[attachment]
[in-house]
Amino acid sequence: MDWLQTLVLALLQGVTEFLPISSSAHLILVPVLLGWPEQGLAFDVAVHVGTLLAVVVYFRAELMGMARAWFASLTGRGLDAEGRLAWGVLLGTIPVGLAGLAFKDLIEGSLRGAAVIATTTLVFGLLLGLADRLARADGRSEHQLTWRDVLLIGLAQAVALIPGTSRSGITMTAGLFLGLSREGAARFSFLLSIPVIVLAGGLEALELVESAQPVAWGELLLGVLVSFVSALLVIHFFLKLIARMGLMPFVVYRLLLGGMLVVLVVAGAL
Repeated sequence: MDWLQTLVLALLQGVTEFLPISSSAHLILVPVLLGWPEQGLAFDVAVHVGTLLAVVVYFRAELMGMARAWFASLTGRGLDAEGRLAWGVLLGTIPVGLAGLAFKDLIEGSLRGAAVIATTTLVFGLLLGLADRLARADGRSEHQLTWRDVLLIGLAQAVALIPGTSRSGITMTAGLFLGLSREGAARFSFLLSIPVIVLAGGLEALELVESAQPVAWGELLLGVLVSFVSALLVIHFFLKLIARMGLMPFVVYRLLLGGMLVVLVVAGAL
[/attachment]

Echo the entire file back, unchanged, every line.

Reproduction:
[in-house]
Amino acid sequence: MDWLQTLVLALLQGVTEFLPISSSAHLILVPVLLGWPEQGLAFDVAVHVGTLLAVVVYFRAELMGMARAWFASLTGRGLDAEGRLAWGVLLGTIPVGLAGLAFKDLIEGSLRGAAVIATTTLVFGLLLGLADRLARADGRSEHQLTWRDVLLIGLAQAVALIPGTSRSGITMTAGLFLGLSREGAARFSFLLSIPVIVLAGGLEALELVESAQPVAWGELLLGVLVSFVSALLVIHFFLKLIARMGLMPFVVYRLLLGGMLVVLVVAGAL
Repeated sequence: MDWLQTLVLALLQGVTEFLPISSSAHLILVPVLLGWPEQGLAFDVAVHVGTLLAVVVYFRAELMGMARAWFASLTGRGLDAEGRLAWGVLLGTIPVGLAGLAFKDLIEGSLRGAAVIATTTLVFGLLLGLADRLARADGRSEHQLTWRDVLLIGLAQAVALIPGTSRSGITMTAGLFLGLSREGAARFSFLLSIPVIVLAGGLEALELVESAQPVAWGELLLGVLVSFVSALLVIHFFLKLIARMGLMPFVVYRLLLGGMLVVLVVAGAL